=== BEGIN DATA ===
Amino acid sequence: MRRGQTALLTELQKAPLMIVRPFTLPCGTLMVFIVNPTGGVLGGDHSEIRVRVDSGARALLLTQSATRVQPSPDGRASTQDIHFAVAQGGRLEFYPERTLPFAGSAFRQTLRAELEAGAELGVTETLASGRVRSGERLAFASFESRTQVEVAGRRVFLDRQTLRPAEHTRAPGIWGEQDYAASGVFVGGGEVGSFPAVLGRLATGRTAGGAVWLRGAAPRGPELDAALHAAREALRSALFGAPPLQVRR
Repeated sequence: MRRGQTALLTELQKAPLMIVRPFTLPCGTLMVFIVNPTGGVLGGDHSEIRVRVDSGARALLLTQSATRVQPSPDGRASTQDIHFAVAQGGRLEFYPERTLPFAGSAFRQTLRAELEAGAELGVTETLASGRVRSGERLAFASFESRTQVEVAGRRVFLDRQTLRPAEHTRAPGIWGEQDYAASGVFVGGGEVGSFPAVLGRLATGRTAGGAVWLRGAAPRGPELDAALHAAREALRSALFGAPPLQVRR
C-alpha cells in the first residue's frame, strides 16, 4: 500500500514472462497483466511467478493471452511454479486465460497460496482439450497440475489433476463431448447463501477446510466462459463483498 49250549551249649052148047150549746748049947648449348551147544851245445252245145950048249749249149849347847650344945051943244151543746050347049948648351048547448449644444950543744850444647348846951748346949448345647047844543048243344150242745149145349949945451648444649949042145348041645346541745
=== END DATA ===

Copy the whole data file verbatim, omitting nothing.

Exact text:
Amino acid sequence: MRRGQTALLTELQKAPLMIVRPFTLPCGTLMVFIVNPTGGVLGGDHSEIRVRVDSGARALLLTQSATRVQPSPDGRASTQDIHFAVAQGGRLEFYPERTLPFAGSAFRQTLRAELEAGAELGVTETLASGRVRSGERLAFASFESRTQVEVAGRRVFLDRQTLRPAEHTRAPGIWGEQDYAASGVFVGGGEVGSFPAVLGRLATGRTAGGAVWLRGAAPRGPELDAALHAAREALRSALFGAPPLQVRR
Repeated sequence: MRRGQTALLTELQKAPLMIVRPFTLPCGTLMVFIVNPTGGVLGGDHSEIRVRVDSGARALLLTQSATRVQPSPDGRASTQDIHFAVAQGGRLEFYPERTLPFAGSAFRQTLRAELEAGAELGVTETLASGRVRSGERLAFASFESRTQVEVAGRRVFLDRQTLRPAEHTRAPGIWGEQDYAASGVFVGGGEVGSFPAVLGRLATGRTAGGAVWLRGAAPRGPELDAALHAAREALRSALFGAPPLQVRR
C-alpha cells in the first residue's frame, strides 16, 4: 500500500514472462497483466511467478493471452511454479486465460497460496482439450497440475489433476463431448447463501477446510466462459463483498 49250549551249649052148047150549746748049947648449348551147544851245445252245145950048249749249149849347847650344945051943244151543746050347049948648351048547448449644444950543744850444647348846951748346949448345647047844543048243344150242745149145349949945451648444649949042145348041645346541745